- In 1584 a seat was found for Montague at the new parliamentary borough of Bere Alston. The patron was presumably Lord Mountjoy, perhaps acting through his relative Edward Lane, who was Montague's cousin. In 1597 he represented Tavistock, where his fellow-Member was Valentine Knightley. Knightley had earlier represented the borough under Russell patronage, and may by 1597 have had enough influence to secure Montague's return. During this Parliament he sat on a committee considering a bill for the town of Northampton, 16 Nov, and another concerning a bill for tellers and receivers, 12 Dec His return for Brackley in 1601 was probably procured by his friend Robert Spencer. On 3 Dec 1601 Montague made a charitable motion which tend to a charitable end, and briefly it is this:
- '... that no private bill may pass this House but the procurers to give something to the poor ... Because I offered to the consideration of this House this motion first, I will presume also more particularly to deliver my opinion. I think for every private bill for sale of lands, ten pounds a reasonable benevolence; and for every estate for life or for jointure, five pounds...'
- The bills against drunkenness and for the proper observing of the Sabbath day were committed to him on 4 Nov, and he spoke in the subsidy debate on 7 Nov. His name appears in a list of Members served with subpoenas in the course of the 1601 Parliament.
- In James reign Montague successfully claimed a county seat in all the elections before his elevation to the peerage. He was severe, not a courtier, and apparently an able administrator. Established a Hospital for Aged Men, 1613. It is just possible that his reference, in a letter to Robert Spencer, Lord Spencer, during 1625 ‘I have not a son fit to join with yours, as your lordship and I once did, for the service of the country’ implies that they unsuccessfully contested the county seat in Elizabeth's reign, but it is more probable that it is concerned with their preparations to fight the county seat against Anthony Mildmay, at the election they expected early in 1603, before Spencer's elevation to the peerage.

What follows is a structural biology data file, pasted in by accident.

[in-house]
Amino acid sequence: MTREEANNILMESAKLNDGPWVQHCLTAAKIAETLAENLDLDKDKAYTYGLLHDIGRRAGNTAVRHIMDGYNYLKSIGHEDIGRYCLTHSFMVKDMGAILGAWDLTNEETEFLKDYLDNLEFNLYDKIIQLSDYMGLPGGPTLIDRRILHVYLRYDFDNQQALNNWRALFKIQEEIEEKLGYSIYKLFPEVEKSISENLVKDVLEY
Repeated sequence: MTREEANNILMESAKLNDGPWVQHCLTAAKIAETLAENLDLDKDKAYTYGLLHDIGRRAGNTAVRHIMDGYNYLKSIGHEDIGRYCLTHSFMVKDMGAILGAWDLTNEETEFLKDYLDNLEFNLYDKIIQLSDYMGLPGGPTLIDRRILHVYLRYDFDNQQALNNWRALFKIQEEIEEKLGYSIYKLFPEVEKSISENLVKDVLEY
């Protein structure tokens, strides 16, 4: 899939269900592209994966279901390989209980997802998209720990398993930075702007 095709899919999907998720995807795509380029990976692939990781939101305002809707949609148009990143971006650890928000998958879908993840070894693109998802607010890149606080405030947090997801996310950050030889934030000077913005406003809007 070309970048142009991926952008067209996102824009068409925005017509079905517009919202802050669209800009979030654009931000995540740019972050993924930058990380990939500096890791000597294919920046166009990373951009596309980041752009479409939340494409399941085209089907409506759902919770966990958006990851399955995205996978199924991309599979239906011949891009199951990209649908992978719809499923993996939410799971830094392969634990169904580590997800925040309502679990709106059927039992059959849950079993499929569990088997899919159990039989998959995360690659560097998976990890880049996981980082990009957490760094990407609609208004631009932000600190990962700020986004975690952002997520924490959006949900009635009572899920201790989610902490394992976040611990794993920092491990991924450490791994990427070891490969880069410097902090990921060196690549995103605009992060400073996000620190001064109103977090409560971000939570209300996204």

- 'James I thought Montague ‘smelt a little of puritanism’, and he certainly supported the 1605 petition in favour of puritan ministers. In 1642 he was arrested by Parliament because due to known loyalty to the King, they feared his influence on the county, where he was popular as a hospitable neighbour and a good landlord; ordered by parliament to be brought to London as a prisoner 1642. Responding to the parliamentary summons, his coach encountered a Parliamentary army. The commander, the Earl of Essex, offered to allow him to reside in the house of his daughter, but the aged Montague refused. Committed to the Tower, 1642; he died in captivity in 1644 and was buried in Weekley church 26 Jun.
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Edward Montague, 1st Baron of Boughton's Timeline
Boughton, Northamptonshire, England
September 21, 1585
Weekley, Northamptonshire, England
Lindsey, Nottinghamshire, , England
February 24, 1611
Weekley, Northamptonshire, England
Boughton Castle, Boughton, Northamptonshire
July 11, 1616
Weekley, Northamptonshire, England
Boughton, Northamptonshire, England
Oakley Parsonage, Northamptonshire, England
February 16, 1624
St. Michael, Cornbury, Hertfordshire, England
June 15, 1644
Savoy, Westminster, London, England